Coke fails to trim $5bn franchisees stake in Nigeria, others

Plans by Coca-Cola to slim down the number of its global franchisees, especially in Nigeria and other African countries have suffered a major setback.

It was learnt that the $3.5billion-$5billion stake in its African bottling operation would be too big for a single buyer to swallow.

According to research group, Canadean, the 54 per cent holding was up for grabs in the world’s fastest-growing carbonated drinks market, which grew 8 per cent last year to $14billion

It said:”The Coca-Cola Beverages Africa stake will first be acquired by the US company, which said on Monday it wanted to buy the holding under change of control provisions triggered by Anheuser-Busch InBev’s £79billion takeover of rival brewer SABMiller.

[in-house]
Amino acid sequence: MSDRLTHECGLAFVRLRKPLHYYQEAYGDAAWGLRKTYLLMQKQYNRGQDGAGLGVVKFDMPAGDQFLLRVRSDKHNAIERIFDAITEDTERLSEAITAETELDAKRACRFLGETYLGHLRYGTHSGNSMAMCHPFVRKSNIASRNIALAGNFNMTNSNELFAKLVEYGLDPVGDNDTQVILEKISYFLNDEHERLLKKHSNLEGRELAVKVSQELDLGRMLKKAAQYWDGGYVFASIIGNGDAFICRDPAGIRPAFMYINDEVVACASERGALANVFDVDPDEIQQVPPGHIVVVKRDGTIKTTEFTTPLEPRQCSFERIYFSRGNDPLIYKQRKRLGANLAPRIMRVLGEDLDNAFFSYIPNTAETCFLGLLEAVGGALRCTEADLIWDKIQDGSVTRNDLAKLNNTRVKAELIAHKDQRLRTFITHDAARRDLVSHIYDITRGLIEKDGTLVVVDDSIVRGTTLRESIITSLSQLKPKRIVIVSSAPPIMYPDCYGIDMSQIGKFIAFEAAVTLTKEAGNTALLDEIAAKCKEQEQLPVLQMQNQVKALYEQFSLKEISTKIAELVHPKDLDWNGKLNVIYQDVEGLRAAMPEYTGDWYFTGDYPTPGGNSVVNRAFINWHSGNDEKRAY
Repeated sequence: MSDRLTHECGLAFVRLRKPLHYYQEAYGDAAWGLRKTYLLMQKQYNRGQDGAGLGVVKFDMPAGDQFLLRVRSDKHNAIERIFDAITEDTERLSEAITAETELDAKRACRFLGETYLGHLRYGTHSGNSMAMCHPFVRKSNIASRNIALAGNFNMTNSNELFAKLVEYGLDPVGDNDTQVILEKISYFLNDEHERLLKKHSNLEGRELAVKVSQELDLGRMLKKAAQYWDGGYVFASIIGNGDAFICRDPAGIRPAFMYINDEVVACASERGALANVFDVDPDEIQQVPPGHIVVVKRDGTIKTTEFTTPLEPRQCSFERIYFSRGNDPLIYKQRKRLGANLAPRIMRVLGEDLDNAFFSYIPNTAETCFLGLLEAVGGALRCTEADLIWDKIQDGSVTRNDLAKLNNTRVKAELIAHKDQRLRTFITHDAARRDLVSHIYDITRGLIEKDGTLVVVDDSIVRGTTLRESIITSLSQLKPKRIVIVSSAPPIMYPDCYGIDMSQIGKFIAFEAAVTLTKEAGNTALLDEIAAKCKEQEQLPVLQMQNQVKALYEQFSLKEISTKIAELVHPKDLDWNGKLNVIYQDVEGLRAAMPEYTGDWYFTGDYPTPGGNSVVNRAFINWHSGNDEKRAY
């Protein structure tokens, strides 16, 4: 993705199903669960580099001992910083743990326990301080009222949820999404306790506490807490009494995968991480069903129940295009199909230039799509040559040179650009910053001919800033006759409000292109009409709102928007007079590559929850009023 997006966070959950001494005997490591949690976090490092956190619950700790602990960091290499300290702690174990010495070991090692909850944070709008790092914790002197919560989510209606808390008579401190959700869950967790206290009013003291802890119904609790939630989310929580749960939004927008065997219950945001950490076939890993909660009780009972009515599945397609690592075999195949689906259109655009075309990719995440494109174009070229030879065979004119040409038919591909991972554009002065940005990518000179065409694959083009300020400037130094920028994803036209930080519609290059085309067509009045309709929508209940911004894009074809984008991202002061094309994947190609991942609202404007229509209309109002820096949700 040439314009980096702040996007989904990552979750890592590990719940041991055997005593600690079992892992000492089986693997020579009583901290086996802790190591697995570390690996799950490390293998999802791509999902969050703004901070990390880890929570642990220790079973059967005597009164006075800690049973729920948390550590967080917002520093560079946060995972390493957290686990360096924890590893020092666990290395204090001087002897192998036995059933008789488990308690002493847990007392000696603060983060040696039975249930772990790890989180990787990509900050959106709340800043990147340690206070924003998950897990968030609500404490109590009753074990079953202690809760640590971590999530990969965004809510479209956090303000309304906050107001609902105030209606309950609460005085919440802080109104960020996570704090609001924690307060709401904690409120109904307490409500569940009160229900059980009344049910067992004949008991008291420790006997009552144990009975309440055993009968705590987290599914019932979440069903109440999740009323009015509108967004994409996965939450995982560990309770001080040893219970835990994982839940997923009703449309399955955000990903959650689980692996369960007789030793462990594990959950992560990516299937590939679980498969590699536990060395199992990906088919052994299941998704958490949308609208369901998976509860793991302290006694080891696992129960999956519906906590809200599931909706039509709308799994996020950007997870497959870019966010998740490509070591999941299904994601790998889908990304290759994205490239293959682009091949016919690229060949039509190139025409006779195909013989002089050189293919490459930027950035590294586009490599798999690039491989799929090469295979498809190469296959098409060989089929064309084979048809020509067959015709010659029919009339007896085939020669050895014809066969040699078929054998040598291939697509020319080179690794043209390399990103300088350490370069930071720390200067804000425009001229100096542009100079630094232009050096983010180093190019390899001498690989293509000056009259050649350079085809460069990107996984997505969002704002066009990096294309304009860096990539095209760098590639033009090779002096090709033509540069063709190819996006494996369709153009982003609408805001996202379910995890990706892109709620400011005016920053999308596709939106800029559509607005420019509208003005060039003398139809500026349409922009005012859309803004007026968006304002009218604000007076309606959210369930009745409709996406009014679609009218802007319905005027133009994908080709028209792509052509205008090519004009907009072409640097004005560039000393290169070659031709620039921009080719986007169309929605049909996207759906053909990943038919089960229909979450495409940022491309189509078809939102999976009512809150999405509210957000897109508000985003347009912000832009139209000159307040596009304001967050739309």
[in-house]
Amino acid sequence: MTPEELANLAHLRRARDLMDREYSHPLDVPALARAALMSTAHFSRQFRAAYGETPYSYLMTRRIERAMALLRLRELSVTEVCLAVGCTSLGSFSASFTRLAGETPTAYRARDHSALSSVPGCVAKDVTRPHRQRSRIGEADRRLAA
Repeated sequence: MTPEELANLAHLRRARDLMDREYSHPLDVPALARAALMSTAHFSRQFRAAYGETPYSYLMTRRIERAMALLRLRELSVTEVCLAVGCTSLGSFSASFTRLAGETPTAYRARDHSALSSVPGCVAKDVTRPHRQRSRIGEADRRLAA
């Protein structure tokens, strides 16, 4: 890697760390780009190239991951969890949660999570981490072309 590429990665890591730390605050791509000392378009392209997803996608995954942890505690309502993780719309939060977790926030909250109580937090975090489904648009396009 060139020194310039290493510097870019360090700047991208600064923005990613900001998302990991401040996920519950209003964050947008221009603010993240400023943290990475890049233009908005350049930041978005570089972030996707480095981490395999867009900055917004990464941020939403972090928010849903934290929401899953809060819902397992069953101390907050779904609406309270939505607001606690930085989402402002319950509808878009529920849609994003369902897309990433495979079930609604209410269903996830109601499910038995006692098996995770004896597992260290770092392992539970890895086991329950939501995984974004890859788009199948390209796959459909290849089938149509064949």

“Coca-Cola appeared to recognise that a single buyer was unlikely as it said in a statement that it would negotiate with “potential partners” to refranchise CCBA.

Also according to Financial Time on Tuesday, the Atlanta-based group has been pushing its franchisees to consolidate in a drive for efficiency that led to last year’s three-way merger in Europe under Coca-Cola Enterprise Partners, Chaired by Sol Daurella.

It was revealed that SAB held a majority stake in CCBA, with Sabco and Coca-Cola as minority partners. The company is responsible for 40 per cent of Coca-Cola’s volumes in Africa, where there are 30 Coca-Cola franchisees according to Moody’s, the rating agency.

Coca-Cola’s decision to buy out the SAB stake was likely to have been driven by AB InBev’s role as a large bottler for rival PepsiCo in Latin America.

Also, Coca-Cola is itself regarded by analysts as a potential future target for AB InBev. “Coke is scared of an acquisition by AB InBev,” said Ali Dibadj, analyst at Bernstein.

“Thus, we presume Coke would very much try to avoid giving AB InBev’s CEO Carlos Brito a look under the hood of the company. The CCBA stake is most likely to appeal to UK-based Coca-Cola Hellenic, which operates in Russia and Eastern Europe but also in Nigeria, one of Africa’s biggest soft drinks markets.”